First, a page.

Column | Raka KurniaPublished on April 10, 2018
Indonesian Golf Comes of Age
The first three months of 2018 have been exciting ones for golf in Indonesia. As the new season starts to roll, Indonesian golfers are beginning to show a competitive spirit amongst themselves and against regional-international players.
While it’s true that we didn’t have great stories happening at the Asian Tour Qualifying School in January, we’ve seen great form from Danny Masrin as he posted his best finish in a co-sanctioned event at the SMBC Singapore Open. For the first time in his professional career, he came into contention at an Asian Tour event. Though eventually, he had finished T12, his best finish, it had a significant impact as the tournament is considered a big event on the Asian Tour.
The mentality and the skills are there, but Danny always talks about consistency. He knows his game well and knows what to do when coming into any golf tournament. He said after his Indonesia Open campaign last year, “I came to win a tournament, not just make the cut.” And that was convincing confidence from the 25-year-old, which is quite rare and unheard off among Indonesians.
Then came his campaign at the Asian Development Tour, the Richard Mille Brunei Championship in early March. A 65 in the opening and closing rounds put him on T4. That performance helped him capture his sixth Indonesian Golf Tour (IGT) title at Gunung Geulis Country Club East Course. With six titles Danny is the most successful player on his local Tour.
While Danny is enjoying his rise in form, his compatriot, George Gandranata has also started his local campaign as a winner again. After a successful season in 2017, when he captured Player of the Year 2017, George featured strongly at the 1stSeries of IGT this year to secure his fifth IGT win.
The win was not an easy one. He knew that luck was on his side when a miscalculated move by Danny Masrin, his closest competitor, on hole 16 helped George to move a stroke ahead from Danny to take the lead. But playing a course that was considered long for him, and to be able to come out victorious is definitely a class act.
Last year, Gandranata opened up, admitting that he almost ruined his game in search of longer distance from the tee. Following his successful season in 2014, he became obsessed with distance and started to build himself up to hit the ball even further to compete on the highest level. But it cost him too much.
Without a win in 2015, he claimed the 2016 PGM LADA Langkawi Championship, the first Indonesian to win on the Asian Development Tour (ADT). Nonetheless, he kept struggling on the local Tour, and that win was his only win in 2016. But 2017 was a better year where he improved himself with two local titles, and thus captured the Player of the Year title.
It is also interesting to see how well his game is progressing right now. Though after winning the 1stSeries of IGT, he seemed to take a step back on the 2ndSeries but came back into contention at another ADT event, the OB Golf Invitational. Obviously, we will never know what might have happened if the event was played four full rounds, but George posted a top 5 finish, proving that he is still one Indonesian golfer to watch.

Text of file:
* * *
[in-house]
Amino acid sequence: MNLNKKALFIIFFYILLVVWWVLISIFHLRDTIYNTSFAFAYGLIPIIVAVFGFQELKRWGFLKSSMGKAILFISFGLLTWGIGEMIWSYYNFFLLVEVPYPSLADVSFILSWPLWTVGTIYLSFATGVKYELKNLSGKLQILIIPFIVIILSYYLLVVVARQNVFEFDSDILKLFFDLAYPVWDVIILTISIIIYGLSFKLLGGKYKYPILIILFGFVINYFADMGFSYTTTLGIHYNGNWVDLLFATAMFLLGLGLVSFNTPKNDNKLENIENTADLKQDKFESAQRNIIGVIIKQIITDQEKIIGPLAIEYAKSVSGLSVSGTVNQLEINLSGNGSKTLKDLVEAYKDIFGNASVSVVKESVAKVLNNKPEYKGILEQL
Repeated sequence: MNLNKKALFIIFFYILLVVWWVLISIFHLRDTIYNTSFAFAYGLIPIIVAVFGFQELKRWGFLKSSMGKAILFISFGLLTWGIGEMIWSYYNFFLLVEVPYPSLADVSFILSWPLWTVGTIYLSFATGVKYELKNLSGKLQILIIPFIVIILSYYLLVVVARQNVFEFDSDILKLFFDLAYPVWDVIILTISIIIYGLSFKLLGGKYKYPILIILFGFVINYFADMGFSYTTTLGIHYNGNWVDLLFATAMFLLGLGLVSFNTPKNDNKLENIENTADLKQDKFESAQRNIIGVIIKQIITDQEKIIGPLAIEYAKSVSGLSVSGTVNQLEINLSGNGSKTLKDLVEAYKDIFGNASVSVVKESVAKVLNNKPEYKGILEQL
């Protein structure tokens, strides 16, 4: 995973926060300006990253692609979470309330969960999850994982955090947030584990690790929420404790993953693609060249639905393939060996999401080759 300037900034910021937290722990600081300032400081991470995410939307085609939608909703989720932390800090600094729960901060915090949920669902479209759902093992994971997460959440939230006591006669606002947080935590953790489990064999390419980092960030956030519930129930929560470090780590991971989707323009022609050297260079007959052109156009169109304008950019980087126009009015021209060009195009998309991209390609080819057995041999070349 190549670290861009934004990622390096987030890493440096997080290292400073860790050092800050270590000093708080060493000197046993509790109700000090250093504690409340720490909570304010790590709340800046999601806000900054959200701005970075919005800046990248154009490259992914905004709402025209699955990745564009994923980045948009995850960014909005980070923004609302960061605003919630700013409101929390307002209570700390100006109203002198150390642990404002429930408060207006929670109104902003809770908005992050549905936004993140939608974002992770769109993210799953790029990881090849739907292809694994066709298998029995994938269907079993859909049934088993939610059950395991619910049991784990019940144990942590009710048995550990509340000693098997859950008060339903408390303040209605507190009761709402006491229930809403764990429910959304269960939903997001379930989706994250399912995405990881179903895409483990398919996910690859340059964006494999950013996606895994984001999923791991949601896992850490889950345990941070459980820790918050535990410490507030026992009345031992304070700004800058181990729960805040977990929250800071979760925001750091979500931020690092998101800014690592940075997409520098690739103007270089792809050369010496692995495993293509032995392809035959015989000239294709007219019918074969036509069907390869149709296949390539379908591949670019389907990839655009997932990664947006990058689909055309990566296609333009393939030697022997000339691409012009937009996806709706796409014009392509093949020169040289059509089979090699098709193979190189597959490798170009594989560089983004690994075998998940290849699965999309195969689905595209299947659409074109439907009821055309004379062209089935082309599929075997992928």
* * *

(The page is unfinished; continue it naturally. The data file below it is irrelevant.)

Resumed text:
However, he said that his focus this year would be on family as he prepares for his marriage later this year.
”Golf is not everything; it is just part of life. We have to have other things to do and getting closer to God as well. Every problem will be solved if you are closer to God and I truly believe that!” said the 32-year old.
Lately, more Indonesians have started to play on the ADT and even on the Philippines Golf Tour. Such name like Adrian Halimi, Fajar Win Nuryanto, and Joshua Andrew Wirawan who finished T6 at Brunei has started to create waves that will encourage many to follow their footsteps.
But when something turns well, there is also a sad story. Indonesian golf lost one of the most natural players’ we’ve ever had – Andik Mauludin – in early February due to over-exhaustion. Just 37, Andik was one of the most talented players’. He was one of those self-taught players who taught himself to play golf. He worked with a Korean teaching pro, Sim Sanghoon at the Sim’s Golf Academy. According to Mr. Sim, Andik had one of the best natural swings he had ever seen.
The highlight of his amateur days was his famous victory at the Jakarta Golf Championship where he up against one of the top players’ at that time, Maan Nasim. He also qualified to represent Indonesia at 2005 and 2007 SEA Games. Along with Hardjito, Suprapto, and Benita Kasiadi—son of Kasiadi, the only Indonesian to win the Indonesia Open, Andik won a bronze medal for Indonesia.
He turned pro in 2008 and became the only Indonesian to make the cut in several big events like the Indonesian Masters and Indonesia Open. His final win came in 2014 at the Emeralda-Citra Sembilansatu Golf Tournament.
Andik, it seemed, had played a round of golf and even given a lesson and went fishing before eventually collapsing. Andik’s case is tragic and a costly learning experience for any golfers to be aware of their physical condition. It’s is a sad time for Indonesian golf, but the ball has to keep rolling, and the new generation will rise and find this lesson very important for their careers.